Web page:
Old Catholic Church of America

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Old Roman Catholic Church of America
OCCA.JPG
Old Roman Catholic Church of America
Founder Bishop Paul Francis Cope
Date Founded 1925
Recognition Recognizes the sacraments of the Roman Catholic Church as valid.

Recognizes the sacraments of the Eastern and Oriental churches as valid.

Primate Archbishop Charles Walders
Headquarters Westfield, Wisconsin
Territorial Jurisdiction Parishes in the United States (3)
Clergy 3 bishops, 6 priests/deacons
Liturgical Language English, Latin
Adherents Less than 10,000 worldwide
Website http://www.oldcatholic.org

The Old Roman Catholic Church of America is an autocephalous Old Roman Catholic church founded in the United States in 1925 by Bishop Paul Francis Cope. It was incorporated in 1941 by Francis Xavier Resch. Previously called the Archdiocese of the Old Catholic Church in America the name was subsequently changed to the Old (Roman) Catholic Church in America.[1] The Old Roman Catholic Church of America retains pre-Vatican II liturgical and doctrinal traditions, including the use of the pre-1955 Roman Calendar of St. Pius X and unrevised Roman Missal, in Latin or vernacular. It is not a member of, or in full communion with, the Union of Utrecht of the Old Catholic Churches.

History[edit]

Resch separated from the North American Old Roman Catholic Church, after being made a bishop of that church by its leader Carmel Henry Carfora. He started his own church, the Diocese of Kankakee, which was centered on the site of his parish in Kankakee, Illinois. The new church quickly grew to establish other parishes in Illinois, Indiana, Michigan, and Wisconsin. These parishes, largely consisting of first generation immigrants from Eastern Europe, became inactive as the children of the congregants adjusted to life in America.[2]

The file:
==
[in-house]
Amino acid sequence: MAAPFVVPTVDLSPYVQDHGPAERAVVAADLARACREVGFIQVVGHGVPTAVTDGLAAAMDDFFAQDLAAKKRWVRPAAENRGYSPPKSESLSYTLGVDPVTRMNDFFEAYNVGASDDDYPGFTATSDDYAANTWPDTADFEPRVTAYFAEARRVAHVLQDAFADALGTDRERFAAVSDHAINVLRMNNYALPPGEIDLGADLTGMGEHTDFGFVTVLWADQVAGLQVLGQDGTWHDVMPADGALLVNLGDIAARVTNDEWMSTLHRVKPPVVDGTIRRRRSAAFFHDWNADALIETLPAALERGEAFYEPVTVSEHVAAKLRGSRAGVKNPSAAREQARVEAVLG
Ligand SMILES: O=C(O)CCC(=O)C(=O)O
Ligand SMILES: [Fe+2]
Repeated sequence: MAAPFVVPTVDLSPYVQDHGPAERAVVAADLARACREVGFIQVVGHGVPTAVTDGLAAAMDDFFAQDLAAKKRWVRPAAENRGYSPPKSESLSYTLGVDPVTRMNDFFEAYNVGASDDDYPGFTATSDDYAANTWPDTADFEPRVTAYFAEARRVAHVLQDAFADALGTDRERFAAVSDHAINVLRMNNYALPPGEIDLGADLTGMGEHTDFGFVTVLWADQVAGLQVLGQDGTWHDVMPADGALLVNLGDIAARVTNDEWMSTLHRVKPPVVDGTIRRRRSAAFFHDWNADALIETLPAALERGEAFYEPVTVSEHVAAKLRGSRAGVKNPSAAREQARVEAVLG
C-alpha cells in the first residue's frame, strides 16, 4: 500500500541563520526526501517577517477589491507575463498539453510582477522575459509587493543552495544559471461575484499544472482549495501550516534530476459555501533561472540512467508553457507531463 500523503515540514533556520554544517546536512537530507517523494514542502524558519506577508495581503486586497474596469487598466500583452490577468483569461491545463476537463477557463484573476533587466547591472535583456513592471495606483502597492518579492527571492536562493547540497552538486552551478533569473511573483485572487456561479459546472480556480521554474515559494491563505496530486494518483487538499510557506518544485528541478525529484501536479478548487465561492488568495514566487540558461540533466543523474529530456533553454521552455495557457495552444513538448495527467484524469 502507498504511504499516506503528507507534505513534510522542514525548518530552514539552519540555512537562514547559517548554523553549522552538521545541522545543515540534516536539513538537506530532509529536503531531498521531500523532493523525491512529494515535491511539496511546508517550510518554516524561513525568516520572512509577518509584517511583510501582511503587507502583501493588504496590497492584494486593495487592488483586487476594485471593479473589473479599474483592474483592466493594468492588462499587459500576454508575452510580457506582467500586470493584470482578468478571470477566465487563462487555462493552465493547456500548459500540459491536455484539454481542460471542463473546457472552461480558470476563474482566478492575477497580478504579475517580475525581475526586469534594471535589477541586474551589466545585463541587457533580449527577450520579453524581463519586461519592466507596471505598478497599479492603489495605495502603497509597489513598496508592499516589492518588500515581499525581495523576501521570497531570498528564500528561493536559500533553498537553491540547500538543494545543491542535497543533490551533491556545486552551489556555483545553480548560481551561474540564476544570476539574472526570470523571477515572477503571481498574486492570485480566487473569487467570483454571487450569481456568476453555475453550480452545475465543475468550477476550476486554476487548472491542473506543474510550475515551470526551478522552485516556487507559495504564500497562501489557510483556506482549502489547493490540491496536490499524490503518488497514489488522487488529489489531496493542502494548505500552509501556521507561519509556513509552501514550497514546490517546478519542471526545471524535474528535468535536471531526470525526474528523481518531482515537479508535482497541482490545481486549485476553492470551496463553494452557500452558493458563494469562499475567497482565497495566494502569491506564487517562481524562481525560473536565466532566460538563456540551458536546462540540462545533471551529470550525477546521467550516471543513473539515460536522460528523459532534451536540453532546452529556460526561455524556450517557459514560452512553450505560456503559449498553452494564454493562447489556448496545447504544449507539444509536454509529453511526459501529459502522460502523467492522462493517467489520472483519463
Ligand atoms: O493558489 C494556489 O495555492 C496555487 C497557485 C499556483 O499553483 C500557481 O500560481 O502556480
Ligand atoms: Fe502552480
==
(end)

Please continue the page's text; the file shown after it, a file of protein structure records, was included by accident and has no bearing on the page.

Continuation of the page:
In 1963, Resch made Walter X. Brown a bishop. Brown would later succeed Resch as the archbishop of the church. He was responsible for moving the church's headquarters to Milwaukee, where it now has a seminary and maintains a number of charitable organizations. It also maintains a monastery in the Franciscan tradition in Chicago, and two monastic communities in Milwaukee, one following the Eastern tradition and one following the Western tradition.[2]

The Archdiocese accepts the traditions of Christianity as transmitted by the seven ecumenical councils through the Second Council of Nicaea and the Church Fathers. It practices the seven sacraments, and their official statement of faith, the Statement of Faith of the Old Catholic Church in America, closely resembles the Nicene Creed. The Church has in recent years entered into communion with the Old Roman Catholic Church in Europe. The 1917 Pio-Benedictine Code of Canon Law with some amendments is used as the law regulating the Church.

The current church[edit]

In 1984, the church reported total membership of 2300 in 14 congregations with 26 clergy. It has churches in Dallas and Brownsville, Texas; Erie, Pennsylvania; Chicago; Racine, Madison, and Milwaukee, Wisconsin, Brooklyn, New York; Glendale, Arizona; Louisiana and Ottawa. It has affiliated branches operating in Germany, Belgium, and England.[2]

The Church at one point provided care to those with substance abuse issues.[3]

Archbishops[edit]

  • Paul Francis Cope 1925 – 1953
  • Francis Xavier Resch 1953-1963
  • Walter Xavier Brown 1963-1997
  • James Edward Bostwick 1997-2009
  • Sherman Randall Mosley 2009-2010
  • Henry Pleau 2010 - 2014
  • Charles Walders 2014 - 2015
  • David Persyn 2015-present

References[edit]

  1. ^ https://news.google.com/newspapers?id=Hm8aAAAAIBAJ&sjid=FyoEAAAAIBAJ&pg=7190%2C2445306
  2. ^ a b c Melton, J. Gordon (1987). The Encyclopedia of American Religions (2nd ed.). Detroit: Gale Research Company. ISBN 0-8103-2133-5.
  3. ^ https://news.google.com/newspapers?id=D3YfAAAAIBAJ&sjid=hCgEAAAAIBAJ&pg=5038%2C1551447

External links[edit]